RICE: The Syrians have to make a choice. Do they really wish to be associated with the circumstances that help extremism to grow in the region or are they going to be a part of what is clearly a consensus of the major Arab states in the region that extremism is one of the problems here.


HENRY: Late today Senate Democratic leader Harry Reid fired off a letter to the White House urging the president to appoint a special Mideast envoy to handle the situation, focus on it full time. The White House response was quick and sharp saying basically they already have their top envoy Secretary Rice heading to the region and she needs the time to build what they're calling a sustainable peace -- Wolf.

BLITZER: Ed Henry at the White House. Thanks very much. We'll see how Condoleezza Rice does. She's leaving town on Sunday.

Just ahead we'll take you back to Beirut. CNN's Anderson Cooper is there. He's joining us live. He has the latest on the Israeli air strikes and the overall conditions in the Lebanese capital.

Plus, the growing likelihood of an Israeli ground invasion of Lebanon. CNN's Christiane Amanpour is near the border where Israeli troops and tanks are massing right now. We'll go back to Christiane in her report right after this.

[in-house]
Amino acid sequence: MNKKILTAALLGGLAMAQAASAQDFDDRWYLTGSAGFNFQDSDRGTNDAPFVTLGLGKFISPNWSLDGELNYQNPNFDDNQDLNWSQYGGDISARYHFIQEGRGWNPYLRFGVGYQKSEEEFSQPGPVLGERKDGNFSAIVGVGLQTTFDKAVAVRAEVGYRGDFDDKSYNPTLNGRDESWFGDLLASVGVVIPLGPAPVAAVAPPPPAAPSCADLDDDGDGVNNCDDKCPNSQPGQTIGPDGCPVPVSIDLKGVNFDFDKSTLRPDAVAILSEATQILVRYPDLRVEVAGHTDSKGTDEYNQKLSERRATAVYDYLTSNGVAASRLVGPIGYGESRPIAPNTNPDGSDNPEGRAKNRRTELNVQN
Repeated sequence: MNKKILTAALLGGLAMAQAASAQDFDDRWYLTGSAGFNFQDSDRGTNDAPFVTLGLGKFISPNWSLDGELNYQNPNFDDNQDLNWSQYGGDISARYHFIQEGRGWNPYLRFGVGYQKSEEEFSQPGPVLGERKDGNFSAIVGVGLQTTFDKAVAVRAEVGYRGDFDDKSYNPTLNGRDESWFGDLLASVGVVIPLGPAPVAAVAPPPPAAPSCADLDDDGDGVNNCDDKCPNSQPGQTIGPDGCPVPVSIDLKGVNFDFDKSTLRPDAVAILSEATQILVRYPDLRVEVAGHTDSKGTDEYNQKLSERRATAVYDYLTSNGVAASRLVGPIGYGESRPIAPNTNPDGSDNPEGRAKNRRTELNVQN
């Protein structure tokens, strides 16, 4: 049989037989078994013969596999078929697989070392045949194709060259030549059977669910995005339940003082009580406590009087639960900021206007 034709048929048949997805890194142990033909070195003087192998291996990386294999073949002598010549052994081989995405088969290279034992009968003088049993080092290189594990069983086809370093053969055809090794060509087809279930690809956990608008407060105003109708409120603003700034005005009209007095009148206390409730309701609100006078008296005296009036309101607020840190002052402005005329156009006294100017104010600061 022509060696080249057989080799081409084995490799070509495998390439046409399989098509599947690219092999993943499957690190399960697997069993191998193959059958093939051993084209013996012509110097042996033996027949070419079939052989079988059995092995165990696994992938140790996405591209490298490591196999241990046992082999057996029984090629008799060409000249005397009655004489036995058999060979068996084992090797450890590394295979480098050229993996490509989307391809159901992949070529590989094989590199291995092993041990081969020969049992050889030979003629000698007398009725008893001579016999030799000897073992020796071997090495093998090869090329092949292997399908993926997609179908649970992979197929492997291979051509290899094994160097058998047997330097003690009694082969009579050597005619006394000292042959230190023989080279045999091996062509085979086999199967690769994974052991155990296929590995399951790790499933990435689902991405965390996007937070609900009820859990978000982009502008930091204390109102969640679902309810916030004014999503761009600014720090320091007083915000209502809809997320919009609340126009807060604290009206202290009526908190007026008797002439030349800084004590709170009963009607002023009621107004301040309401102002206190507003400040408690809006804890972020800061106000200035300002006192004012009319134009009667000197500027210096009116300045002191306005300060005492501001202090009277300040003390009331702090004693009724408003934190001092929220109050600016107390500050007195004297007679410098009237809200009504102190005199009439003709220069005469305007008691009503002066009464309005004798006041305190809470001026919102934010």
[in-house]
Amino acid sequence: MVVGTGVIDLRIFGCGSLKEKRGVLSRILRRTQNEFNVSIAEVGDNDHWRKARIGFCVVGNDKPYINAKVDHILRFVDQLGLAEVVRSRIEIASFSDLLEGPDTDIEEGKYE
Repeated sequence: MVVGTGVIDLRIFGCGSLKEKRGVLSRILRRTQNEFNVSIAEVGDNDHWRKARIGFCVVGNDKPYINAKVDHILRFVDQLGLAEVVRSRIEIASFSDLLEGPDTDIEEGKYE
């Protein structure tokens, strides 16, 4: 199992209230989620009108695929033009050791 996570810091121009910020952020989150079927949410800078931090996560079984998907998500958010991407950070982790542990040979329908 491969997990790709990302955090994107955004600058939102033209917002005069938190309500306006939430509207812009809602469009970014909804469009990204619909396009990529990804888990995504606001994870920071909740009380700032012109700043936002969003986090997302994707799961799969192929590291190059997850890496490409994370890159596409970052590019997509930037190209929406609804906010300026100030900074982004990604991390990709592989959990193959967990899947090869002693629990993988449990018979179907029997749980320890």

BLITZER: I'm Wolf Blitzer, and you're in THE SITUATION ROOM where new pictures and information are arriving all the time. Happening now in -- is Israel on the verge of an all out ground war? It's calling up more reserve units, massing tanks along the Lebanese border, but Lebanon's president says if Israel wants a ground war, the Lebanese army is ready to shed its blood to defend its land. The Bush Administration hoping for peace, but not just in the short term. It says a peace that will hold for the future. Secretary of State Condoleezza Rice set to leave Sunday for the region.

And as the fighting intensifies, innocent civilians are getting out, mass evacuations continuing in Lebanon including thousands of Americans and Lebanese themselves.

I'm Wolf Blitzer. You're in THE SITUATION ROOM.

Right now Israel is massing troops and tanks along its border with Lebanon and officials are talking openly of a possible ground invasion. CNN's Anderson Cooper is standing by live in Beirut. Let's go to Christiane Amanpour. She's in northern Israel. You've been talking, Christiane, to top Israeli military commanders.

AMANPOUR: Wolf, they're very careful to draw a bit of a distinction between what they say in public and what people are expecting. What they're telling us is there already is a ground operation under way, one way or another, and it has been going on for the last several days, limited one. But what they're also saying is they're building up to be ready for a bigger one if necessary.